Paul Jones Art Collection to Feature
Vibrant Images of American Life at ASA Annual Meeting
by Kareem D. Jenkins, Meeting Services
With the culmination of over 30 years of acquisitions, the Paul Jones Collection is one of the largest private holdings of African-American art in existence. More than 1,500 works by nearly 200 artists from diverse backgrounds comprise the Jones Collection, which was previously showcased in Jones’ Atlanta home and now is on permanent display at the University of Delaware. ASA Annual Meeting attendees will be able to enjoy an exhibition of slides of the Paul Jones Collection in Atlanta.
The showcasing of Jones’ collection—and his life—at the 2003 Annual Meeting is a unique opportunity for sociologists to see a world-class contribution to the study of American culture. The collection works represent diversity in media including painting, drawing, sculpture, photography, printmaking, and mixed media. The collection includes the works of noted artists such as Herman “Kofi” Bailey, Earl Hooks, Stanley White, and Jacob Lawrence.
A pioneer in the acquisition of African-American art, Atlantan Paul R. Jones started collecting in the 1960s, while working for the federal government. “I started out with several pieces, a few of which I thought were excellent examples of fine art,” Jones said. “That few became several and then a few hundred pieces, and I was always looking to add to the collection.”
Jones says the art collection has had a profound influence on his life, both in his outlook and in the way he lives. Jones said he is interested in seeing his collection used as a means to weave African-American art into the totality of American art so the works can receive their just due. And Jones states that he developed his collection of African American art specifically to transform how future generations understand American art. The Atlanta locale and the Paul Jones collection help us address issues of meaning, representation, and interpretation, and their implications for sociology as an explanatory science.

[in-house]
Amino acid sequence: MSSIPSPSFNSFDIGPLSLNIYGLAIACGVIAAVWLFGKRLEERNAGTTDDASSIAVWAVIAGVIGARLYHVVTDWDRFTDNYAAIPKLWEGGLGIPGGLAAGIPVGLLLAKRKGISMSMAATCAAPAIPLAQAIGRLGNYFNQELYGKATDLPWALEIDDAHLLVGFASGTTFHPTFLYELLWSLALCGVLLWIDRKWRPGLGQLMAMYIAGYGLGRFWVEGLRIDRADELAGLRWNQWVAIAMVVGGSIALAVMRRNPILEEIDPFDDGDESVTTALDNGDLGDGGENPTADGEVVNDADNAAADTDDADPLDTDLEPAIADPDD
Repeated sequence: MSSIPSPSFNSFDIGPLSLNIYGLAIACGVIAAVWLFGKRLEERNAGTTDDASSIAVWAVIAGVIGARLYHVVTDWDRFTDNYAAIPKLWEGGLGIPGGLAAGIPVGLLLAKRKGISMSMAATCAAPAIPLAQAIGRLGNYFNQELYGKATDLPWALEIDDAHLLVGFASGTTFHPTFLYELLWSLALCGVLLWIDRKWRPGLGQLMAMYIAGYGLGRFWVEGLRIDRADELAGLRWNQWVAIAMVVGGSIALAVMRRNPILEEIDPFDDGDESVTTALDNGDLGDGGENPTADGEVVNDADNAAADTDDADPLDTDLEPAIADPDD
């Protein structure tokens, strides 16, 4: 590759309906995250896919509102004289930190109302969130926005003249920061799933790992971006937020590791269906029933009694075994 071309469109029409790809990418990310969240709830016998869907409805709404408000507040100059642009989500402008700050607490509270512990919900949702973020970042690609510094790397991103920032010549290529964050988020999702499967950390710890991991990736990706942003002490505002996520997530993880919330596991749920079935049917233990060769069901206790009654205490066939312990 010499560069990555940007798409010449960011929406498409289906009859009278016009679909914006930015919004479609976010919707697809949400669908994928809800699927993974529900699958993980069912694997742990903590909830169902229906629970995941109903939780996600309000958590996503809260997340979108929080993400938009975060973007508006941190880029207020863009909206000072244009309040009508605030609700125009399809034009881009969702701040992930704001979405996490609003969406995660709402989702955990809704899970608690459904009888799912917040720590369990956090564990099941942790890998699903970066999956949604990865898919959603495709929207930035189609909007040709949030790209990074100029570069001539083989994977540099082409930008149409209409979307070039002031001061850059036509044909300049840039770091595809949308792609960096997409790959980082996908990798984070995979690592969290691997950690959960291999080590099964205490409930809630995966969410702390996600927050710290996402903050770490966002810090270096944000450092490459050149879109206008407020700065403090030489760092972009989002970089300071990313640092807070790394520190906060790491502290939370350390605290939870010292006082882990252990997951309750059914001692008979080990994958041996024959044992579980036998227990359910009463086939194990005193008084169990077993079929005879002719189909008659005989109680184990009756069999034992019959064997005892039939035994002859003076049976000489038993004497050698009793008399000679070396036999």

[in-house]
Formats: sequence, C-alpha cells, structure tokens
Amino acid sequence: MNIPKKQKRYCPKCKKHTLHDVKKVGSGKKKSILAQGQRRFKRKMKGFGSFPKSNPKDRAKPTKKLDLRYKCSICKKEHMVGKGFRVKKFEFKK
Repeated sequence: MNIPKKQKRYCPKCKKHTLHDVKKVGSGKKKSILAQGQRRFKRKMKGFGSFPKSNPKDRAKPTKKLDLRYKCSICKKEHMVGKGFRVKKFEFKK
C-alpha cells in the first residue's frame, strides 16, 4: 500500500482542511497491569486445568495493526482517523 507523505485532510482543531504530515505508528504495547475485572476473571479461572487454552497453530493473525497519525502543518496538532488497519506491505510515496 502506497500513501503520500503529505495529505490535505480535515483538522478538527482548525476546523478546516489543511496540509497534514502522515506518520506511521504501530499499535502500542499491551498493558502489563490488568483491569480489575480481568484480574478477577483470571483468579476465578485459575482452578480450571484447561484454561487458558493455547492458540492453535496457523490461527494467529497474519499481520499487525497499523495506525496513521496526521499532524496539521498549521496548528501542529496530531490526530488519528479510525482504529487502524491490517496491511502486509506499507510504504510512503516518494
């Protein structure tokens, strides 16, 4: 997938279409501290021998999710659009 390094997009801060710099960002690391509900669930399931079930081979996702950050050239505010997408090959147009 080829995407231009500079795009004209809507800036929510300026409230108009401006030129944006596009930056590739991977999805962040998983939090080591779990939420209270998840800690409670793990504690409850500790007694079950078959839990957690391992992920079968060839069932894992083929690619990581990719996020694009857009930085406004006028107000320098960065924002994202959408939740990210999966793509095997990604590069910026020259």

When asked about the collection’s relevance to the theme of the 2003 Annual Meeting, Margaret Andersen, professor of sociology and former interim dean of the University of Delaware’s College of Arts and Science, noted, “Although at first glance this appears to be a question only for art historians, studying the collection is rich with sociological implications, such as how race and racism are represented by African American artists, how group identity can be transformed through the study of art, how processes of inclusion and exclusion in major art institutions operate within a racially stratified society. And, at the sheer level of appreciation, the images in this collection provide a rich ethnography of the lived experience of race in America.”